Statistical Modelling of Extreme Rainfall in Taiwan
AbstractIn this paper, the annual maximum daily rainfall data from 1961 to 2010 are modelled for 18 stations in Taiwan. We fit the rainfall data with stationary and non-stationary generalized extreme value distributions (GEV), and estimate their future behaviour based on the best fitting model. The non-stationary model means that the parameter of location of the GEV distribution is formulated as linear and quadratic functions of time to detect temporal trends in the maximum rainfall. Future behavior refers to the return level and the return period of the extreme rainfall. The 10, 20, 50 and 100-years return levels and their 95% confidence intervals of the return levels stationary models are provided. The return period is calculated based on the record-high (ranked 1st) extreme rainfall brought by the top 10 typhoons for each station in Taiwan. The estimates show that non-stationary model with increasing trend is suitable for the Kaohsiung, Hengchun, Taitung and Dawu stations. The Kaohsing and Hengchun stations have greater trends than the other two stations, showing that the positive trend extreme rainfall in the southern region is greater than in the eastern region of Taiwan. In addition, the Keelung, Anbu, Zhuzihu, Tamsui, Yilan, Taipei, Hsinchu, Taichung, Alishan, Yushan and Tainan stations are fitted well with the Gumbel distribution, while the Sun Moon Lake, Hualien and Chenggong stations are fitted well with the GEV distribution.
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Bibliographic InfoPaper provided by Universidad Complutense de Madrid, Facultad de Ciencias Económicas y Empresariales, Instituto Complutense de Análisis Económico in its series Documentos de Trabajo del ICAE with number 2012-27.
Length: 20 pages
Date of creation: Dec 2012
Date of revision:
Note: For financial support, the first and third authors are grateful to the Taiwan Climate Change Projection and Information Platform Project (NSC 100-2621-M-492-001), and the second author wishes to acknowledge the Australian research Council, National science Council, Taiwan, and the Japan Society for the promotion of Science.
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Other versions of this item:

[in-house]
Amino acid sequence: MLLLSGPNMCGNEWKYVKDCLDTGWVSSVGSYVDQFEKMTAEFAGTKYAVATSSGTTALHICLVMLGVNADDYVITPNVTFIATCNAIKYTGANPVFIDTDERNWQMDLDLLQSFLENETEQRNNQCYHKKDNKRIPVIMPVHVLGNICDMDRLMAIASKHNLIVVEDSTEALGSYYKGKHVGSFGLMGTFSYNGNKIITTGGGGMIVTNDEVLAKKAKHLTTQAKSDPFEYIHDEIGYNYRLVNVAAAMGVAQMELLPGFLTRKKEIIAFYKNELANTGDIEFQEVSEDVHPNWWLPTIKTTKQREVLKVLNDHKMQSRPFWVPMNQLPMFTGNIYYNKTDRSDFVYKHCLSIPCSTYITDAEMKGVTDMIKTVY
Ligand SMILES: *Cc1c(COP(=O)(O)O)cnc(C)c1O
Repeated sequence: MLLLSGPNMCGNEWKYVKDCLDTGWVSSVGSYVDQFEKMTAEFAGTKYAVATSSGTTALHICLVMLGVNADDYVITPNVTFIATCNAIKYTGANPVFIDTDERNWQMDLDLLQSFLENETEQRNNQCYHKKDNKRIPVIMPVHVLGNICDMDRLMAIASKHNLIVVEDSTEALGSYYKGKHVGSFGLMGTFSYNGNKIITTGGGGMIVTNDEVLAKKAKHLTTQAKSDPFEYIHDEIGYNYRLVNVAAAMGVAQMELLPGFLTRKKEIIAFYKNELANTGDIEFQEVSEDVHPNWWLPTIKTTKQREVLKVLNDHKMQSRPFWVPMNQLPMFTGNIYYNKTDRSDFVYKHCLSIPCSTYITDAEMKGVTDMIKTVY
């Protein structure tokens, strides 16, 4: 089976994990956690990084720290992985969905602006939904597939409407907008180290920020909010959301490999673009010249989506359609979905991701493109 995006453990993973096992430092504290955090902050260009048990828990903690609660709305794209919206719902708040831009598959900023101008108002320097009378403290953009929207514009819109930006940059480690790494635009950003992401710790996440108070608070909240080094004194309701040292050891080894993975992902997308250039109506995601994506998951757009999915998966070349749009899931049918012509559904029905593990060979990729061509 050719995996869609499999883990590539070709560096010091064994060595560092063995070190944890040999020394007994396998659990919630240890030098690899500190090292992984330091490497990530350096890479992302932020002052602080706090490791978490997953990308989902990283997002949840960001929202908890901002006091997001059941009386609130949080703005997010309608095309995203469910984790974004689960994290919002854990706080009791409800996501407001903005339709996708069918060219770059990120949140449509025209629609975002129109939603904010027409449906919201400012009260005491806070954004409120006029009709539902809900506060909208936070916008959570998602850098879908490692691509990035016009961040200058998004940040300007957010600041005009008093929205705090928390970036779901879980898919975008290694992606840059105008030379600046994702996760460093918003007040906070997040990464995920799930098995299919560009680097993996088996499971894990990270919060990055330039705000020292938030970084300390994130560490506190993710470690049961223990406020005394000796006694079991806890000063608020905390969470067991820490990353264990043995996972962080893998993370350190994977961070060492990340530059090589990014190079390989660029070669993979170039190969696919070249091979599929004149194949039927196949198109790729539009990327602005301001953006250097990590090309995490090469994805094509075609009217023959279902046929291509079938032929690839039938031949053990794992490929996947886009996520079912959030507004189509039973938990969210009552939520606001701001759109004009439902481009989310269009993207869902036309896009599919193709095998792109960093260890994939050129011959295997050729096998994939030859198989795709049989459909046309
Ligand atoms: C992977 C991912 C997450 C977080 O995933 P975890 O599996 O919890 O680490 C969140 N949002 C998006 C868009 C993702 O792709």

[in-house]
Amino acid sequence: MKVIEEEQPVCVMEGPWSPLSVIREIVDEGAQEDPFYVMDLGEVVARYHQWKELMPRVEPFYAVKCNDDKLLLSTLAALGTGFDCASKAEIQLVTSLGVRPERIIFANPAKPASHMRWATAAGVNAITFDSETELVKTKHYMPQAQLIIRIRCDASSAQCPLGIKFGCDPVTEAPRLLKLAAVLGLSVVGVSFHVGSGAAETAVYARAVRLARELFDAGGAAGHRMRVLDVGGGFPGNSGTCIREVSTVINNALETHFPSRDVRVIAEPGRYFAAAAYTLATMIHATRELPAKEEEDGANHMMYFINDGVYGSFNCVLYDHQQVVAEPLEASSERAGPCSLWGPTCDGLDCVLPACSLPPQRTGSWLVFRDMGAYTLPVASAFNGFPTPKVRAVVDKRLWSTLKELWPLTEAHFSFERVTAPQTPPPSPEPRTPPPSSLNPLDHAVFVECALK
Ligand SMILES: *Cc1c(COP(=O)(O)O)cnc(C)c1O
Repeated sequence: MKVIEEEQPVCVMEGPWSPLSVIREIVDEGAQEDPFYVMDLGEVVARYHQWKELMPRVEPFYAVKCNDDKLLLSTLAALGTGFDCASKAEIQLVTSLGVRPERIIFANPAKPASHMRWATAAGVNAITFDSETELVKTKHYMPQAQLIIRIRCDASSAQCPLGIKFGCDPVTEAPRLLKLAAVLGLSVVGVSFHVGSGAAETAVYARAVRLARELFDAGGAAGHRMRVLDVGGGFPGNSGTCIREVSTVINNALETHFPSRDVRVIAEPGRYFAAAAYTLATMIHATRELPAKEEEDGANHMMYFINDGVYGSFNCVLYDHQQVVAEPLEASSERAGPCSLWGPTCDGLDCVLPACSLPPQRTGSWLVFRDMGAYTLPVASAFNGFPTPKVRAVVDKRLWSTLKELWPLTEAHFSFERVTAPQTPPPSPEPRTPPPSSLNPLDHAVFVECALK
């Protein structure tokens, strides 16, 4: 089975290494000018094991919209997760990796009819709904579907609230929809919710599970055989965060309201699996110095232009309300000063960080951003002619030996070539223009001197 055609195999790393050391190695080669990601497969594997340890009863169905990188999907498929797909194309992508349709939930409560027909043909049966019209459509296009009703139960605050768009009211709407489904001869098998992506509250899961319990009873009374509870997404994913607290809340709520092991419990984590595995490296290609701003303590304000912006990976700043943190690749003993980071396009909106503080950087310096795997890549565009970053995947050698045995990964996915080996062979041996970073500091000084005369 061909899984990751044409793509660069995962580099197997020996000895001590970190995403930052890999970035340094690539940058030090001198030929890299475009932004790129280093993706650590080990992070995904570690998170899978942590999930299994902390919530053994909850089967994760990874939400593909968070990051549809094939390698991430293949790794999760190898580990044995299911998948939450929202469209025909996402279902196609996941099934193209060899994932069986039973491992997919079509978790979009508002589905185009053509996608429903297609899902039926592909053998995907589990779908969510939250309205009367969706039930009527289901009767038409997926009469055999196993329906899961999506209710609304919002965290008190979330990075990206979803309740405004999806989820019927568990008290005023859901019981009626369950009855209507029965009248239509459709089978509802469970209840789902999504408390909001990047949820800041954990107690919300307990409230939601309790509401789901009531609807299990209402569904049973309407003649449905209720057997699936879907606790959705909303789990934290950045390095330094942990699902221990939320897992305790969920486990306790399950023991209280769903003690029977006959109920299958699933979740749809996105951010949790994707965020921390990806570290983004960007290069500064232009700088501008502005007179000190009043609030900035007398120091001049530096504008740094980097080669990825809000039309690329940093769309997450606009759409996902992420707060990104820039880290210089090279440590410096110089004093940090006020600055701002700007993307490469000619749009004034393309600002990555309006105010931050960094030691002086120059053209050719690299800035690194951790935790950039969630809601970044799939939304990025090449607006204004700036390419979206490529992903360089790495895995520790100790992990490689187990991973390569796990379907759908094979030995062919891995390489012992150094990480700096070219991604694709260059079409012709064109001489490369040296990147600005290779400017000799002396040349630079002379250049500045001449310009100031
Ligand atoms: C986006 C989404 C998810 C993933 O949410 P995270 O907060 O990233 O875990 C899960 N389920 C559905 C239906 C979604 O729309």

- Lan-Fen Chu & Michael McAleer & Ching-Chung Chang, 2013. "Statistical Modelling of Extreme Rainfall in Taiwan," Tinbergen Institute Discussion Papers 13-006/III, Tinbergen Institute.
- Lan-Fen Chu & Michael McAleer & Ching-Chung Chang, 2012. "Statistical Modelling of Extreme Rainfall in Taiwan," KIER Working Papers 835, Kyoto University, Institute of Economic Research.
- Lan-Fen Chu & Michael McAleer & Ching-Chung Chang, 2013. "Statistical Modelling of Extreme Rainfall in Taiwan," Working Papers in Economics, University of Canterbury, Department of Economics and Finance 13/09, University of Canterbury, Department of Economics and Finance.
- Chu, L-F. & McAleer, M.J. & Chang, C-C., 2012. "Statistical Modelling of Extreme Rainfall in Taiwan," Econometric Institute Research Papers EI 2012-35, Erasmus University Rotterdam, Erasmus School of Economics (ESE), Econometric Institute.
- Q54 - Agricultural and Natural Resource Economics; Environmental and Ecological Economics - - Environmental Economics - - - Climate; Natural Disasters
- Q51 - Agricultural and Natural Resource Economics; Environmental and Ecological Economics - - Environmental Economics - - - Valuation of Environmental Effects
- Q57 - Agricultural and Natural Resource Economics; Environmental and Ecological Economics - - Environmental Economics - - - Ecological Economics
This paper has been announced in the following NEP Reports:
- NEP-ALL-2013-01-26 (All new papers)
Please report citation or reference errors to , or , if you are the registered author of the cited work, log in to your RePEc Author Service profile, click on "citations" and make appropriate adjustments.:
- Demetris Koutsoyiannis & George Baloutsos, 2000. "Analysis of a Long Record of Annual Maximum Rainfall in Athens, Greece, and Design Rainfall Inferences," Natural Hazards, International Society for the Prevention and Mitigation of Natural Hazards, International Society for the Prevention and Mitigation of Natural Hazards, vol. 22(1), pages 29-48, July.
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